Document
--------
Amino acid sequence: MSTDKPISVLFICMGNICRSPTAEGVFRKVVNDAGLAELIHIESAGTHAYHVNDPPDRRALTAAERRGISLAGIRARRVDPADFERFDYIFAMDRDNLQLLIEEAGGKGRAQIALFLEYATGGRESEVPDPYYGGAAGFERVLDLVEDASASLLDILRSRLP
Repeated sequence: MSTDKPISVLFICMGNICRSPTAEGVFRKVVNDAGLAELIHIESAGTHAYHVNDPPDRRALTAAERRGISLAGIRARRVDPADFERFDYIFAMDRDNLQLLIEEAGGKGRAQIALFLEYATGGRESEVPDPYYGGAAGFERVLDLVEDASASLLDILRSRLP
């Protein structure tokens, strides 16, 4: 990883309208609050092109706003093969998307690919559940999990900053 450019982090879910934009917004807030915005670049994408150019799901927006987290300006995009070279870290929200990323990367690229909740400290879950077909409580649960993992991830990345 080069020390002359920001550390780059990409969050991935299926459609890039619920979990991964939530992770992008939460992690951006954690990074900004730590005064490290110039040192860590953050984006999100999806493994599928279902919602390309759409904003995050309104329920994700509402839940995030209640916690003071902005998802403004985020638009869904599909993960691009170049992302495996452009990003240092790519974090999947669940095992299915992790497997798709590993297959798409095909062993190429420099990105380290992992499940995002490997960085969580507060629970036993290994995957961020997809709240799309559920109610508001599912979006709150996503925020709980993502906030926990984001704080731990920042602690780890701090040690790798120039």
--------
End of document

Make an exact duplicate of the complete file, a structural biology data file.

Amino acid sequence: MSTDKPISVLFICMGNICRSPTAEGVFRKVVNDAGLAELIHIESAGTHAYHVNDPPDRRALTAAERRGISLAGIRARRVDPADFERFDYIFAMDRDNLQLLIEEAGGKGRAQIALFLEYATGGRESEVPDPYYGGAAGFERVLDLVEDASASLLDILRSRLP
Repeated sequence: MSTDKPISVLFICMGNICRSPTAEGVFRKVVNDAGLAELIHIESAGTHAYHVNDPPDRRALTAAERRGISLAGIRARRVDPADFERFDYIFAMDRDNLQLLIEEAGGKGRAQIALFLEYATGGRESEVPDPYYGGAAGFERVLDLVEDASASLLDILRSRLP
């Protein structure tokens, strides 16, 4: 990883309208609050092109706003093969998307690919559940999990900053 450019982090879910934009917004807030915005670049994408150019799901927006987290300006995009070279870290929200990323990367690229909740400290879950077909409580649960993992991830990345 080069020390002359920001550390780059990409969050991935299926459609890039619920979990991964939530992770992008939460992690951006954690990074900004730590005064490290110039040192860590953050984006999100999806493994599928279902919602390309759409904003995050309104329920994700509402839940995030209640916690003071902005998802403004985020638009869904599909993960691009170049992302495996452009990003240092790519974090999947669940095992299915992790497997798709590993297959798409095909062993190429420099990105380290992992499940995002490997960085969580507060629970036993290994995957961020997809709240799309559920109610508001599912979006709150996503925020709980993502906030926990984001704080731990920042602690780890701090040690790798120039």